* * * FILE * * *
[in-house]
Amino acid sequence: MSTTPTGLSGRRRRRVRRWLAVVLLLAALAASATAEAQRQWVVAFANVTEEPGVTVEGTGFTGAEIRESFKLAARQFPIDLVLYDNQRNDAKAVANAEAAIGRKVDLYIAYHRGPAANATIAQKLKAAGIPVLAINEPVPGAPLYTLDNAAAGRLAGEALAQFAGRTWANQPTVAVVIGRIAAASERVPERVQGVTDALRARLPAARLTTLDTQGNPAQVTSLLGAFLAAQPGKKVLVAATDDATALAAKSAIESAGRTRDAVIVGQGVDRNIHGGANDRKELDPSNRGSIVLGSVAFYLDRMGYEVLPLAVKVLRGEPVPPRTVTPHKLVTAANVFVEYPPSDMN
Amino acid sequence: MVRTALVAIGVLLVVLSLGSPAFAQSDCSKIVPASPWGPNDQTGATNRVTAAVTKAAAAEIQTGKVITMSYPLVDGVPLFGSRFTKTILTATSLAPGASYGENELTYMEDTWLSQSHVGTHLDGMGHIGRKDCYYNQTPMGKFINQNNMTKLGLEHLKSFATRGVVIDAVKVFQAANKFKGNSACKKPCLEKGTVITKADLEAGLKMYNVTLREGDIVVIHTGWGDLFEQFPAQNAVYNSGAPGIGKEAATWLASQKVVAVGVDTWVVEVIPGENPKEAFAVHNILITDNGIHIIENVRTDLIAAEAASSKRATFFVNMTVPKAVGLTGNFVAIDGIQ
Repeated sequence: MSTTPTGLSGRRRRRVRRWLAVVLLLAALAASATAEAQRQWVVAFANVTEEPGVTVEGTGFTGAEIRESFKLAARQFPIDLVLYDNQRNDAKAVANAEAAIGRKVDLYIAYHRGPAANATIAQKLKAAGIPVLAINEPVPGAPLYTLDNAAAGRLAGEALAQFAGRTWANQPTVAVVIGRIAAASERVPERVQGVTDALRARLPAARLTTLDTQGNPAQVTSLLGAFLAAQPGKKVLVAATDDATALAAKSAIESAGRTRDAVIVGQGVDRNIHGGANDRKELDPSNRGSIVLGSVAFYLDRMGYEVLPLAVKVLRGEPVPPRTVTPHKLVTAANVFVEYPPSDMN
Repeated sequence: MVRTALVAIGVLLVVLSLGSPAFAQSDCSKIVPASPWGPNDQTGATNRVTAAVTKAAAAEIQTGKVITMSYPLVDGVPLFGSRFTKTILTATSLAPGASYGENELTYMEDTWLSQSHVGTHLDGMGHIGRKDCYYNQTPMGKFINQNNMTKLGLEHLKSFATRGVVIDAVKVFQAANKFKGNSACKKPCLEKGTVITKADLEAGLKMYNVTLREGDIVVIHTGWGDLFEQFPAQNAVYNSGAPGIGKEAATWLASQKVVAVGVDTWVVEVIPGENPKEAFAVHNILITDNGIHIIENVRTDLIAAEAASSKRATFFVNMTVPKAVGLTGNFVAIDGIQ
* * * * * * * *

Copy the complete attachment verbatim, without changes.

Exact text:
[in-house]
Amino acid sequence: MSTTPTGLSGRRRRRVRRWLAVVLLLAALAASATAEAQRQWVVAFANVTEEPGVTVEGTGFTGAEIRESFKLAARQFPIDLVLYDNQRNDAKAVANAEAAIGRKVDLYIAYHRGPAANATIAQKLKAAGIPVLAINEPVPGAPLYTLDNAAAGRLAGEALAQFAGRTWANQPTVAVVIGRIAAASERVPERVQGVTDALRARLPAARLTTLDTQGNPAQVTSLLGAFLAAQPGKKVLVAATDDATALAAKSAIESAGRTRDAVIVGQGVDRNIHGGANDRKELDPSNRGSIVLGSVAFYLDRMGYEVLPLAVKVLRGEPVPPRTVTPHKLVTAANVFVEYPPSDMN
Amino acid sequence: MVRTALVAIGVLLVVLSLGSPAFAQSDCSKIVPASPWGPNDQTGATNRVTAAVTKAAAAEIQTGKVITMSYPLVDGVPLFGSRFTKTILTATSLAPGASYGENELTYMEDTWLSQSHVGTHLDGMGHIGRKDCYYNQTPMGKFINQNNMTKLGLEHLKSFATRGVVIDAVKVFQAANKFKGNSACKKPCLEKGTVITKADLEAGLKMYNVTLREGDIVVIHTGWGDLFEQFPAQNAVYNSGAPGIGKEAATWLASQKVVAVGVDTWVVEVIPGENPKEAFAVHNILITDNGIHIIENVRTDLIAAEAASSKRATFFVNMTVPKAVGLTGNFVAIDGIQ
Repeated sequence: MSTTPTGLSGRRRRRVRRWLAVVLLLAALAASATAEAQRQWVVAFANVTEEPGVTVEGTGFTGAEIRESFKLAARQFPIDLVLYDNQRNDAKAVANAEAAIGRKVDLYIAYHRGPAANATIAQKLKAAGIPVLAINEPVPGAPLYTLDNAAAGRLAGEALAQFAGRTWANQPTVAVVIGRIAAASERVPERVQGVTDALRARLPAARLTTLDTQGNPAQVTSLLGAFLAAQPGKKVLVAATDDATALAAKSAIESAGRTRDAVIVGQGVDRNIHGGANDRKELDPSNRGSIVLGSVAFYLDRMGYEVLPLAVKVLRGEPVPPRTVTPHKLVTAANVFVEYPPSDMN
Repeated sequence: MVRTALVAIGVLLVVLSLGSPAFAQSDCSKIVPASPWGPNDQTGATNRVTAAVTKAAAAEIQTGKVITMSYPLVDGVPLFGSRFTKTILTATSLAPGASYGENELTYMEDTWLSQSHVGTHLDGMGHIGRKDCYYNQTPMGKFINQNNMTKLGLEHLKSFATRGVVIDAVKVFQAANKFKGNSACKKPCLEKGTVITKADLEAGLKMYNVTLREGDIVVIHTGWGDLFEQFPAQNAVYNSGAPGIGKEAATWLASQKVVAVGVDTWVVEVIPGENPKEAFAVHNILITDNGIHIIENVRTDLIAAEAASSKRATFFVNMTVPKAVGLTGNFVAIDGIQ